Fellini really pushes the boundaries of filmmaking over here. Unfolding as a tone poem in typical Markerian style, A Director’s Notebook soon goes on to blend documentary and fiction to create a truly personal form of expression that seems to be way ahead of its time. Far from the assured and fluid camera work of and rightly so, the cinematography in A Director’s Notebook is self-conscious, largely handheld, seemingly offhand and purely functional all the way. Closer to a series of essays than a complete film, the movie seems to be one of the earliest examples of the kind of cinema that would later be explored deeply by filmmakers such as Werner Herzog and Jean-Luc Godard. What part of the film was scripted, what was improvised and what was plainly documented will remain a mystery, but what matters is the unique concoction that the director achieves by this mixture. Stacking various levels of reality over one another like , but also taking it further, this stunning little gem from Fellini may just be the golden key required to unlock all his films that were to follow.

Fellini - A Director's NotebookA Director’s Notebook, true to its title, also serves as a nostalgia trip for both the director and fans of his work. There are throwbacks of his earlier films throughout A Director’s Notebook. When Fellini visits Mastroianni, the latter is in an interview where the reporters ask him inane questions, much reminiscent of the irritating paparazzi of La Dolce Vita (1960). Early in the film when Fellini is scouting for locations during the night, we cut to a little interview of his wife Giulietta Masina who recalls the (then) edited scene in The Nights of Cabiria (1957) where a strange man delivers goodies to the people living on the fringes of Rome. The hilarious audition section where we have all kinds of people, including a boy who claims he can whistle like a blackbird, a charlatan who seems to know painters more important than Raphael, a lady who thinks her music conveys the same thing as Fellini’s films and even a man whose life depends on his wig, seems straight out of . Even the sequences in the film where the director hunts for life in the streets of Rome during the night time has a lot in common with the positively eerie and Lynchian atmosphere that he created in his segment Toby Dammit in the portmanteau film Spirits of the Dead (1968).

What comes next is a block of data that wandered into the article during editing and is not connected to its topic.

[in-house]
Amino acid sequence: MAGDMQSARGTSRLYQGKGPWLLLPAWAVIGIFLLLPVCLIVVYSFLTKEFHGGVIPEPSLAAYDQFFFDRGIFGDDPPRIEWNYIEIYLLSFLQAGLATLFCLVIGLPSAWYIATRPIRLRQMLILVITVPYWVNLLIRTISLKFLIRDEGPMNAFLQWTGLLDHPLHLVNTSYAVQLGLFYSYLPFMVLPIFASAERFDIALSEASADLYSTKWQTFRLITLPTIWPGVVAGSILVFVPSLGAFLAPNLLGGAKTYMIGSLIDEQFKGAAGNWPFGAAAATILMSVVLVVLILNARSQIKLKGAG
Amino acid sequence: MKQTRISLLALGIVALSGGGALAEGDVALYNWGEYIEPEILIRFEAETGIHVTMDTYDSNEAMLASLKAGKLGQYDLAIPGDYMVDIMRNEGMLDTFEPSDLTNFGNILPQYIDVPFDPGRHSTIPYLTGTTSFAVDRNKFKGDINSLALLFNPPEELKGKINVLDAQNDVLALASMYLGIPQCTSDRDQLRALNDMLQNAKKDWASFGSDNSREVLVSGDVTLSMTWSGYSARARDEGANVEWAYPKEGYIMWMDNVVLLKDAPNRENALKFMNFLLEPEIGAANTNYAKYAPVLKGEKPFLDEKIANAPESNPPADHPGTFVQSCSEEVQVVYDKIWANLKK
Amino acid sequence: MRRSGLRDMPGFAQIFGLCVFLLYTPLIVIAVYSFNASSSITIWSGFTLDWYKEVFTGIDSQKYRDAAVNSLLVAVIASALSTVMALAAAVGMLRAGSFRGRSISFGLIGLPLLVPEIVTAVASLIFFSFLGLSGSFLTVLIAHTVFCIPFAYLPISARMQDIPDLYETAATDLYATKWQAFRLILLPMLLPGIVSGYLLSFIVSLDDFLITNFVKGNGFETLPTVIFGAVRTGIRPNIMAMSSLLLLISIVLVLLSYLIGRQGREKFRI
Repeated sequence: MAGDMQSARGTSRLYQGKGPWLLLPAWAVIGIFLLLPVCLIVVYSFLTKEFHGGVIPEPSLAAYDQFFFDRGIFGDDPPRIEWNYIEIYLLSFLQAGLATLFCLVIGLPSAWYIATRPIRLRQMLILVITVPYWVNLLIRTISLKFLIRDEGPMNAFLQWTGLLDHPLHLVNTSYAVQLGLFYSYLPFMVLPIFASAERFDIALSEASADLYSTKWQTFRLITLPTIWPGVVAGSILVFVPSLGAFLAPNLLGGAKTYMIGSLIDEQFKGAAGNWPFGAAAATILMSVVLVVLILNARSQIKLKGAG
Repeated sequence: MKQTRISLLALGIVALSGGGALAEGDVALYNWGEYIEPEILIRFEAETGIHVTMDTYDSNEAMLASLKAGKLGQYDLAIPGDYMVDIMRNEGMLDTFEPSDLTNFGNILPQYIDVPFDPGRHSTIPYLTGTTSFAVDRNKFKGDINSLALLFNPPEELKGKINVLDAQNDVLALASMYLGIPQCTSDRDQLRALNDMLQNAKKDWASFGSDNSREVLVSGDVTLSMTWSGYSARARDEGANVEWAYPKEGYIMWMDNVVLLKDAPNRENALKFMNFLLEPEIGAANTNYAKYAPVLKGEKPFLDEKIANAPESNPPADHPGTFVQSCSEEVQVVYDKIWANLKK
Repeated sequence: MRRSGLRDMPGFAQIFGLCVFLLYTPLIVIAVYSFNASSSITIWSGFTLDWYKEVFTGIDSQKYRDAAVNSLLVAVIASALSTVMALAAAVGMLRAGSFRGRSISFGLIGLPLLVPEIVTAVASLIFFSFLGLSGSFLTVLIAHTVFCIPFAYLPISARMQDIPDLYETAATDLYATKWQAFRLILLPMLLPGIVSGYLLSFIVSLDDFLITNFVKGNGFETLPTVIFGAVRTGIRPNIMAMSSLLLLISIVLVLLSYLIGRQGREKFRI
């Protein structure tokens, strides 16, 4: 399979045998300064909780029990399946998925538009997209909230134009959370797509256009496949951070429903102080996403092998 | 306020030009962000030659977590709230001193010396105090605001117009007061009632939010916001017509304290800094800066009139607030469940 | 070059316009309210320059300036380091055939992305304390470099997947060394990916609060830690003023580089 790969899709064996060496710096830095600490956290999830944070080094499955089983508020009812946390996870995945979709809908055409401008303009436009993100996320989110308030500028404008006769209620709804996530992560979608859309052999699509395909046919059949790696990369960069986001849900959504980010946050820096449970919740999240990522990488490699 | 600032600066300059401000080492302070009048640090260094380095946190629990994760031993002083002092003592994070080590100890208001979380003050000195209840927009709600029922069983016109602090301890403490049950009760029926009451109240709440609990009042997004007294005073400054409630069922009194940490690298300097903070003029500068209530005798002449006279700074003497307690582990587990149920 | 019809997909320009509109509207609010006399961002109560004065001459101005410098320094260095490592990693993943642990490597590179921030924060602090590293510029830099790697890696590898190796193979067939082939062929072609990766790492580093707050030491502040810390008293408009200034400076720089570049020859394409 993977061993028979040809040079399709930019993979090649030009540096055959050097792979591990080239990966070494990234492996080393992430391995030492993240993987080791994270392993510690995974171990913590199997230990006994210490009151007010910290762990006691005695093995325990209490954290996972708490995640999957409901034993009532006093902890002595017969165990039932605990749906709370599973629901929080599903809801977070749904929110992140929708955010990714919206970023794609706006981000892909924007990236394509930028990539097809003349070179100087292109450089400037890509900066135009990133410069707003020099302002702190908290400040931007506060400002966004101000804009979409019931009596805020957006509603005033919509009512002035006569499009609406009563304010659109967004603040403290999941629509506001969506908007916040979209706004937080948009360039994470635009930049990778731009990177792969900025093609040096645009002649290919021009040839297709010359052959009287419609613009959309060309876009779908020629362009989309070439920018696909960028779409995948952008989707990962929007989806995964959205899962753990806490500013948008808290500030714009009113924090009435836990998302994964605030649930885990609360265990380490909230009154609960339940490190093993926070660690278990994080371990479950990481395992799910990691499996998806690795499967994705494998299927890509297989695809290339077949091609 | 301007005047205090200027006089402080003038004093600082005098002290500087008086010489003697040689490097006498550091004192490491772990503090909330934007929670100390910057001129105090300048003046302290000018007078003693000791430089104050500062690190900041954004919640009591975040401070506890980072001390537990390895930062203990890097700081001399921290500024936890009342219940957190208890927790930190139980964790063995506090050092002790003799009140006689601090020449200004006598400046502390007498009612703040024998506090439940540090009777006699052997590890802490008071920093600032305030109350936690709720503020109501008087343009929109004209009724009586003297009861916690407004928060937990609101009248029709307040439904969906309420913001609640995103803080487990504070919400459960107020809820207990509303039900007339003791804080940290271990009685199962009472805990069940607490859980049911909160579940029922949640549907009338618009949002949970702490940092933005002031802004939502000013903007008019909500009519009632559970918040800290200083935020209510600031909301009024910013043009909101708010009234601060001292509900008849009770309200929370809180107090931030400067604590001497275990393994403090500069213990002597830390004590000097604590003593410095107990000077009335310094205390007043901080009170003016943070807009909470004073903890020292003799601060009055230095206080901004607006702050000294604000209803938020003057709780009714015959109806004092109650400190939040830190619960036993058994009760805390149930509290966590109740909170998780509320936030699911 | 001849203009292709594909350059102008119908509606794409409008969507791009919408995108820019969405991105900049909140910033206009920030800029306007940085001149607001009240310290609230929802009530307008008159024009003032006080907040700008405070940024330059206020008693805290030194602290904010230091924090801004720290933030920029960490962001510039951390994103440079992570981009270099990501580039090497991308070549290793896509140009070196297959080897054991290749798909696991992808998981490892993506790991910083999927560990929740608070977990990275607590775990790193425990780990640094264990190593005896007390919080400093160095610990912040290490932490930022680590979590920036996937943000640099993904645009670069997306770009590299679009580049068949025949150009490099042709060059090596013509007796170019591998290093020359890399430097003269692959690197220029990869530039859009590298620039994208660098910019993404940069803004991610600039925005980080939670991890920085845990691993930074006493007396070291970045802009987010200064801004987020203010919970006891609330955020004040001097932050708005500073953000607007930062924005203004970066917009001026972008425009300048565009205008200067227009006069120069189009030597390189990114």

But even without the references, A Director’s Notebook remains an auteur’s work. Even if one doesn’t see any connections of this film to his other movies, one can say with conviction that it is a “Fellini movie”. No one other than the ringmaster called Fellini could have assembled the army of characters that appears at various places in the film. At one point in the film, Fellini takes a mini nostalgic trip where he recounts the people of his childhood watching a movie at the theatre, hinting at the kind of films he would be making henceforth. The clairvoyant who can talk to the people of the past, the professor who studies the connection between historical Rome and its present version and the crewmen who turn into Nero’s soldiers are all characters who have the Fellini tag stuck on their forehead. The lonely yet lyrical, dark yet alluring, beautiful yet decaying streets of Rome, the array of immensely human characters who keep flooding the screen with enthusiasm and women with exaggerated make-up and strikingly extreme expressions – now, where else can one see such images other than at Fellini’s circus?